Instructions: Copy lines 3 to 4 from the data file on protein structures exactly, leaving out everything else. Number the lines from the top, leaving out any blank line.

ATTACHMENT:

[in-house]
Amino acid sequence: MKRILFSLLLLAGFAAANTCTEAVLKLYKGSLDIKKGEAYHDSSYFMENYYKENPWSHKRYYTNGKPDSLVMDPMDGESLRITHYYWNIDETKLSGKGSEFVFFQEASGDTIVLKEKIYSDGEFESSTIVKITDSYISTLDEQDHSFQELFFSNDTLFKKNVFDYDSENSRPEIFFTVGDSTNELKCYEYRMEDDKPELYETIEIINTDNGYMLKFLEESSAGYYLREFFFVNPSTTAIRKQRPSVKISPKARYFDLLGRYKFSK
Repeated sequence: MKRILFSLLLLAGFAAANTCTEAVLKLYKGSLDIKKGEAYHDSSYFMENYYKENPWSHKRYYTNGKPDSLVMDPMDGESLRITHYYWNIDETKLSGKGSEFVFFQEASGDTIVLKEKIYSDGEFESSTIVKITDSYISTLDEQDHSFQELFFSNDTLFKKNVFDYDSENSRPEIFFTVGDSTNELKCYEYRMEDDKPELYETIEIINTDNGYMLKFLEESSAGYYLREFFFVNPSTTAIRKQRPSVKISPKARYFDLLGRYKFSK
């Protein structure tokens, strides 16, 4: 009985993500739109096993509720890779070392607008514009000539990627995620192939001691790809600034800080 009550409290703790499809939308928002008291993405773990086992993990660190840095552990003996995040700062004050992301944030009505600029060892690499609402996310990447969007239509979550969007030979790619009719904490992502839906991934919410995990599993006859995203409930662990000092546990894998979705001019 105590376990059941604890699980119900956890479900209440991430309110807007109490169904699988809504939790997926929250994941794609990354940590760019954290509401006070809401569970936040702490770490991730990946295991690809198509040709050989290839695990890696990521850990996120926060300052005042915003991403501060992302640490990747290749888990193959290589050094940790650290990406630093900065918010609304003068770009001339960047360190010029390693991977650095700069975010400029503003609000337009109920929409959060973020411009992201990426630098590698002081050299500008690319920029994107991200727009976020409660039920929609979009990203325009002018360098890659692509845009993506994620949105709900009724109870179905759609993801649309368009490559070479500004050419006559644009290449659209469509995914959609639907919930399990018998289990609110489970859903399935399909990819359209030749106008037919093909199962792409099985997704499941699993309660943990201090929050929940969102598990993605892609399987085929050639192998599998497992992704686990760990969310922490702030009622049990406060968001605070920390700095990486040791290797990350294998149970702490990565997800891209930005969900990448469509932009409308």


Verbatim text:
Repeated sequence: MKRILFSLLLLAGFAAANTCTEAVLKLYKGSLDIKKGEAYHDSSYFMENYYKENPWSHKRYYTNGKPDSLVMDPMDGESLRITHYYWNIDETKLSGKGSEFVFFQEASGDTIVLKEKIYSDGEFESSTIVKITDSYISTLDEQDHSFQELFFSNDTLFKKNVFDYDSENSRPEIFFTVGDSTNELKCYEYRMEDDKPELYETIEIINTDNGYMLKFLEESSAGYYLREFFFVNPSTTAIRKQRPSVKISPKARYFDLLGRYKFSK
């Protein structure tokens, strides 16, 4: 009985993500739109096993509720890779070392607008514009000539990627995620192939001691790809600034800080 009550409290703790499809939308928002008291993405773990086992993990660190840095552990003996995040700062004050992301944030009505600029060892690499609402996310990447969007239509979550969007030979790619009719904490992502839906991934919410995990599993006859995203409930662990000092546990894998979705001019 105590376990059941604890699980119900956890479900209440991430309110807007109490169904699988809504939790997926929250994941794609990354940590760019954290509401006070809401569970936040702490770490991730990946295991690809198509040709050989290839695990890696990521850990996120926060300052005042915003991403501060992302640490990747290749888990193959290589050094940790650290990406630093900065918010609304003068770009001339960047360190010029390693991977650095700069975010400029503003609000337009109920929409959060973020411009992201990426630098590698002081050299500008690319920029994107991200727009976020409660039920929609979009990203325009002018360098890659692509845009993506994620949105709900009724109870179905759609993801649309368009490559070479500004050419006559644009290449659209469509995914959609639907919930399990018998289990609110489970859903399935399909990819359209030749106008037919093909199962792409099985997704499941699993309660943990201090929050929940969102598990993605892609399987085929050639192998599998497992992704686990760990969310922490702030009622049990406060968001605070920390700095990486040791290797990350294998149970702490990565997800891209930005969900990448469509932009409308």